• What network ports do I need?

I’ve seen separate diagrams answering these questions, but they are usually buried in an appendix of a very long paper. I thought it would be nice to have a single source for this technical information, which is why I created the XenApp and XenDesktop Component Architecture Poster (PDF File)

Do you like?

And I’m already anticipating your next question: Can we have the source Visio file?

Of course! I just added them to the Citrix Workspace Visio Stencil.

Daniel (Follow on Twitter @djfeller)
Citrix XenApp and XenDesktop 7.15 VDI Handbook
XenApp Best Practices
XenApp Video

Citrix Workspace Visio Stencils


The latest Visio stencils for the Citrix Workspace, including XenApp, XenDesktop, NetScaler, XenMobile, XenServer, ShareFile and Citrix Cloud.

Daniel (Follow on Twitter @djfeller)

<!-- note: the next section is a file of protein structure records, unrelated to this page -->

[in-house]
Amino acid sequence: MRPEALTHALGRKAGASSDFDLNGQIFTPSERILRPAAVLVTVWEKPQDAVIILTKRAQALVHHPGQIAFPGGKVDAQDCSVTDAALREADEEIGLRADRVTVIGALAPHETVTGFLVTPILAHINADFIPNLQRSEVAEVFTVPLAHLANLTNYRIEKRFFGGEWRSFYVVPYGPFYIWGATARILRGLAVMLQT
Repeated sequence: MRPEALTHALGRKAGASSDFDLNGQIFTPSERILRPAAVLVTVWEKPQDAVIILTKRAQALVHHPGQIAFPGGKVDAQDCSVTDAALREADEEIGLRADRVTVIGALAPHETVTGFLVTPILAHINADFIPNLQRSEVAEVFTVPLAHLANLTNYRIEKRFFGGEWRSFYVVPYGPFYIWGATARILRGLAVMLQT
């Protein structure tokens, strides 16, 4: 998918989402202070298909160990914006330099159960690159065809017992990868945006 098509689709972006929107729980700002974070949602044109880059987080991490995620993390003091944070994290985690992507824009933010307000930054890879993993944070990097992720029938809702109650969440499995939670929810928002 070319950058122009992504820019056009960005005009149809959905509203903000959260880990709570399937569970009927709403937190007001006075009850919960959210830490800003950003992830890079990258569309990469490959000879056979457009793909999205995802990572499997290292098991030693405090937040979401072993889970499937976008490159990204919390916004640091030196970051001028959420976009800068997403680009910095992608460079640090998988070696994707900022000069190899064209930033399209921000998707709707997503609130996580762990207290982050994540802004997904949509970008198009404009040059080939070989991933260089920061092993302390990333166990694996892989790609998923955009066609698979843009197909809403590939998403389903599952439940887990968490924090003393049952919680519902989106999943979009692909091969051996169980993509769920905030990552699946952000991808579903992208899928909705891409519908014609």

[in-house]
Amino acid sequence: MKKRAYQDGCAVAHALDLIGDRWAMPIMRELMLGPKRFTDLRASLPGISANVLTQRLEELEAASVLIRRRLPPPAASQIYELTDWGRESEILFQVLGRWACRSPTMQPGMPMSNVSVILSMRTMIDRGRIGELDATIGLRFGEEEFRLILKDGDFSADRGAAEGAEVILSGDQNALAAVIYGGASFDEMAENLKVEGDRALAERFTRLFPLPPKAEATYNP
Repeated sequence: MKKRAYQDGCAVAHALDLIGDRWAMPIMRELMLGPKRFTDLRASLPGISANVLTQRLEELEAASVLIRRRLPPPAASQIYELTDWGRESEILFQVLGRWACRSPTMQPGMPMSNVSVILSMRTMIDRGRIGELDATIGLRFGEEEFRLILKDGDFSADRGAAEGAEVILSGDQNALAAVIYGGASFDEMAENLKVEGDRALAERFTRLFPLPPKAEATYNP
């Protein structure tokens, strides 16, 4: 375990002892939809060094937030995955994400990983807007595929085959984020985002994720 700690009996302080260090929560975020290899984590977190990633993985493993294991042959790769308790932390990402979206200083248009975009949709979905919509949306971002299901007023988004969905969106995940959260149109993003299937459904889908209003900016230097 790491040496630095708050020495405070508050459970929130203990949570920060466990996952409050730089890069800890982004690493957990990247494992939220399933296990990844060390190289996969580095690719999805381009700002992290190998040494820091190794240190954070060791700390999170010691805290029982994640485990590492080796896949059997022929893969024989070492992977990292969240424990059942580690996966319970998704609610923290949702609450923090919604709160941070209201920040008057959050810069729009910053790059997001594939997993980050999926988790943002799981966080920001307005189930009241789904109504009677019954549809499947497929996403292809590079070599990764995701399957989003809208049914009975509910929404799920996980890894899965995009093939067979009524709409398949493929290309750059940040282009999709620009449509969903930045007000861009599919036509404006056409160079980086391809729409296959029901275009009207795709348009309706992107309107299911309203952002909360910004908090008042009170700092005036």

Change Log

October 3, 2017:

  • Visio:
    • Added logon process diagram
    • Added app launch process diagram
    • Added on-premises port diagram
    • Added Citrix Cloud port diagram
    • Updated conceptual diagram for on-premises deployment
    • Updated conceptual diagram for hybrid-cloud deployment
    • Updated conceptual diagram for Citrix Cloud deployment

September 6, 2017

  • PowerPoint:
    • Added PowerPoint template with icons and Citrix Workspace diagrams

August 21, 2017

  • Visio

June 1, 2017

  • Visio
    • 7.14 Release: Added NetScaler MAS, NetScaler SD-WAN, NetScaler Gateway, and two Citrix Cloud services: XenApp & XenDesktop Service and XenMobile Service

February 28, 2017

  • Visio
    • 7.13 Release: Added Antivirus, PVS Accelerator. Updated XenServer, PVS, VM and Physical Server icons

December 7, 2016

  • Visio
    • 7.12 Release: Added Active Directory, Workspace Environment Management, Federated Authentication Service and Machine Catalog

February 23, 2016

  • Visio
    • 7.9 Release: Added Secure Browser, AppDisk, AppDNA and Provisioning Services

January 4, 2016

  • Visio
    • 7.7 Release: Added Personal and Shared Linux desktop, zone, App-V and Cloud Connector

June 24, 2015

  • Visio
    • 7.6 Release: Added Linux virtual desktop, receiver, GPU/vGPU and Driver icons

August 29, 2013

  • Visio
    • 7.5 Release: Updated entire stencil set with new style